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Leaving a 15 amp machine running?

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  • Leaving a 15 amp machine running?

    Thinking of picking up a small single group 15 amp espresso machine tomorrow.

    Since I have no way of putting the machine on a timer I wonder if leaving the machine running 24/7 is the best way to go.

    Turning on my machine in the morning to let it heat up before I brew is not an opinion for me.
    9
    Yes
    11.11%
    1
    No
    88.89%
    8

  • #2
    Yes- you can leave a commercial on if need be.

    It may be worth looking at boiler insulation if not present to decrease your heat losses/power usage.

    Comment


    • #3
      Yes you can do it.

      Yes you run the risk of problems occurring overnight that would not be fun to discover in the morning.


      Java "Assess what?!" phile
      Toys! I must have new toys!!!

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      • #4
        Originally posted by budandbeans View Post
        Thinking of picking up a small single group 15 amp espresso machine tomorrow.

        Since I have no way of putting the machine on a timer I wonder if leaving the machine running 24/7 is the best way to go.

        Turning on my machine in the morning to let it heat up before I brew is not an opinion for me.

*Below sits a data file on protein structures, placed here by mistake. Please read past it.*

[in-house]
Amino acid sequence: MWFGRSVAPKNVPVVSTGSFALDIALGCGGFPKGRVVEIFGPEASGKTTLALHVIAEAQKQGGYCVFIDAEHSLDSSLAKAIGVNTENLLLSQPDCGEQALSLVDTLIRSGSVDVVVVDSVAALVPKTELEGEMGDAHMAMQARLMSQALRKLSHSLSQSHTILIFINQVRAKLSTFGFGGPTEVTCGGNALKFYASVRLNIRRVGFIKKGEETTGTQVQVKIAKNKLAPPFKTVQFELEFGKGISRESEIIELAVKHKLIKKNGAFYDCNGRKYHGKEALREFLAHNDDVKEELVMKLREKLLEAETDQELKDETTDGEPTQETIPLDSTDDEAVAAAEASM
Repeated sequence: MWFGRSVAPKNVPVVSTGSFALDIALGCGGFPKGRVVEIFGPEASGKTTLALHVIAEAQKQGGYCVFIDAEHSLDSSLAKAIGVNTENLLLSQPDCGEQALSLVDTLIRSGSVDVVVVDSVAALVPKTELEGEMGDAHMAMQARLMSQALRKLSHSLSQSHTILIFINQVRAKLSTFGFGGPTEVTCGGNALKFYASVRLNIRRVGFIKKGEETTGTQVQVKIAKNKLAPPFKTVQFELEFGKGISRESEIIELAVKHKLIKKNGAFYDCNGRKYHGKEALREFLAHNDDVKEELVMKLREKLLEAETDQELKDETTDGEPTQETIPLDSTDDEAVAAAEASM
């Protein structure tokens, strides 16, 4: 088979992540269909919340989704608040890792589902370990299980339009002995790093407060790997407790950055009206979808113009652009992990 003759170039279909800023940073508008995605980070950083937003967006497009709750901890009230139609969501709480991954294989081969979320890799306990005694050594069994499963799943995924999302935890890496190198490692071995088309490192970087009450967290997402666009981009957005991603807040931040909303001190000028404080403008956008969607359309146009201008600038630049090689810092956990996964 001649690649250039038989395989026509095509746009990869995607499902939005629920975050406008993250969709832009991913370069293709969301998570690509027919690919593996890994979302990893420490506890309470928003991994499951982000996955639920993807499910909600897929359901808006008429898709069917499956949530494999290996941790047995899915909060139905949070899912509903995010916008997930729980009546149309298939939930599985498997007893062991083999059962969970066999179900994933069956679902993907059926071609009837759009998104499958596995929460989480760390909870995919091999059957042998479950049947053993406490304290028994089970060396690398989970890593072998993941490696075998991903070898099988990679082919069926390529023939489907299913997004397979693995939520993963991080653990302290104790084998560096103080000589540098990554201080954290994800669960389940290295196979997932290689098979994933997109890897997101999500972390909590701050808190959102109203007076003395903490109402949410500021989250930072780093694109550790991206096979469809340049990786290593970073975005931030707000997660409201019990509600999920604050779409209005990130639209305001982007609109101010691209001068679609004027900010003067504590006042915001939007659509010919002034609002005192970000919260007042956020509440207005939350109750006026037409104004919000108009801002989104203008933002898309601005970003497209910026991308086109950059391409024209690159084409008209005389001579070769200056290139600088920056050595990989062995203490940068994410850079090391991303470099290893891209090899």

You havent mentioned the type of machine so can only go by your pst.

        On face value seems the machine really isnt fit for your purpose.

        Again on face value, not sure about your descriptions. Most "regular" 1 group commercial machines are 10 amp (talking Oz). A 15 amp machine would not be "small", in that if the boiler size was such that a 15 amp element was required for a normal heat up and recovery time, it would be pretty big. If its a "regular" size 1 group machine, fitting it with a 15 amp element will accelerate the ramp up time aggressively resulting in the probability of the thing overshooting markedly as it cycles. A sure fire coffee burning machine. So...its more likely a 2 group machine with a 15 amp element, or a 1 group machine with a 10 amp element.

        I could be wrong, but it is a more likely scenario, unless of course it is a genuine 15 amp 1 group machine as designed and built and hopefully well controlled. Not all machines are well controlled.

        Even 2 group *compact* machines are usually only 10 to 12.5 amps.

        For the rest of it. Used machine (?), older (?), more likelihood of an old flexible inlet water line failure at some point, not good if the machine is left on 24/7 and the pipe bursts whiile you are either asleep.....or at work, either way flooding out the house while you are not there to turn it off quickly.

        Ergo: Should I leave my machine running over night? Not unless you can afford the repair bill (not just yours but the neighbours if you live in an apartment and share the floor with others) when the flood eventually occurs.

        Yes I have seen it, and I have also seen a repair bill for $18,000.00 when the water made its way into the lift well and buggered up the hydraulics for the building elevator.

        Hope that helps.

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        • #5